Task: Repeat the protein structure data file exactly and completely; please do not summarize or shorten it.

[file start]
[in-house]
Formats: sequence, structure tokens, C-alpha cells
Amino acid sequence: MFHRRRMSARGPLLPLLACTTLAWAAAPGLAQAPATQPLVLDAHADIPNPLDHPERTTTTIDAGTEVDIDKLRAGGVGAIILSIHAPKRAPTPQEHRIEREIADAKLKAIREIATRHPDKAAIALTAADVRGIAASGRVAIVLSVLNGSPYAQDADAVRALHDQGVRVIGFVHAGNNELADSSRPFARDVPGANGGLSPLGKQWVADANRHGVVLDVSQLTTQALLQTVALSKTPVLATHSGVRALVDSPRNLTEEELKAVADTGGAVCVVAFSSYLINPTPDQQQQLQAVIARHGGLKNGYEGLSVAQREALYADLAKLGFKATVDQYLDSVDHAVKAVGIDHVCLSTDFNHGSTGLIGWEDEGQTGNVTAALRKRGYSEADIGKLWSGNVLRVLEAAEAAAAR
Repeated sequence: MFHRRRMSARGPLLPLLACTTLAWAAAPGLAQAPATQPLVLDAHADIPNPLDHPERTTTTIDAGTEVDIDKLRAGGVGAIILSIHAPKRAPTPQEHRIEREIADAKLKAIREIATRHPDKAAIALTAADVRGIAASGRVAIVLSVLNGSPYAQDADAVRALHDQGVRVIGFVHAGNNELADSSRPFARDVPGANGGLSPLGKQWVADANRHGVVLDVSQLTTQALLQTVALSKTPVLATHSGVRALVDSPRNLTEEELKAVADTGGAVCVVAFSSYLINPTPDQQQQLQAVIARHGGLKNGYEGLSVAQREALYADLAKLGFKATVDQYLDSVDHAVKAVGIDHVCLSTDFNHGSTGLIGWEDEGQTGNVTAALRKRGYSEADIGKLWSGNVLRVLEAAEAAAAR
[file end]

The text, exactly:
[in-house]
Formats: sequence, structure tokens, C-alpha cells
Amino acid sequence: MFHRRRMSARGPLLPLLACTTLAWAAAPGLAQAPATQPLVLDAHADIPNPLDHPERTTTTIDAGTEVDIDKLRAGGVGAIILSIHAPKRAPTPQEHRIEREIADAKLKAIREIATRHPDKAAIALTAADVRGIAASGRVAIVLSVLNGSPYAQDADAVRALHDQGVRVIGFVHAGNNELADSSRPFARDVPGANGGLSPLGKQWVADANRHGVVLDVSQLTTQALLQTVALSKTPVLATHSGVRALVDSPRNLTEEELKAVADTGGAVCVVAFSSYLINPTPDQQQQLQAVIARHGGLKNGYEGLSVAQREALYADLAKLGFKATVDQYLDSVDHAVKAVGIDHVCLSTDFNHGSTGLIGWEDEGQTGNVTAALRKRGYSEADIGKLWSGNVLRVLEAAEAAAAR
Repeated sequence: MFHRRRMSARGPLLPLLACTTLAWAAAPGLAQAPATQPLVLDAHADIPNPLDHPERTTTTIDAGTEVDIDKLRAGGVGAIILSIHAPKRAPTPQEHRIEREIADAKLKAIREIATRHPDKAAIALTAADVRGIAASGRVAIVLSVLNGSPYAQDADAVRALHDQGVRVIGFVHAGNNELADSSRPFARDVPGANGGLSPLGKQWVADANRHGVVLDVSQLTTQALLQTVALSKTPVLATHSGVRALVDSPRNLTEEELKAVADTGGAVCVVAFSSYLINPTPDQQQQLQAVIARHGGLKNGYEGLSVAQREALYADLAKLGFKATVDQYLDSVDHAVKAVGIDHVCLSTDFNHGSTGLIGWEDEGQTGNVTAALRKRGYSEADIGKLWSGNVLRVLEAAEAAAAR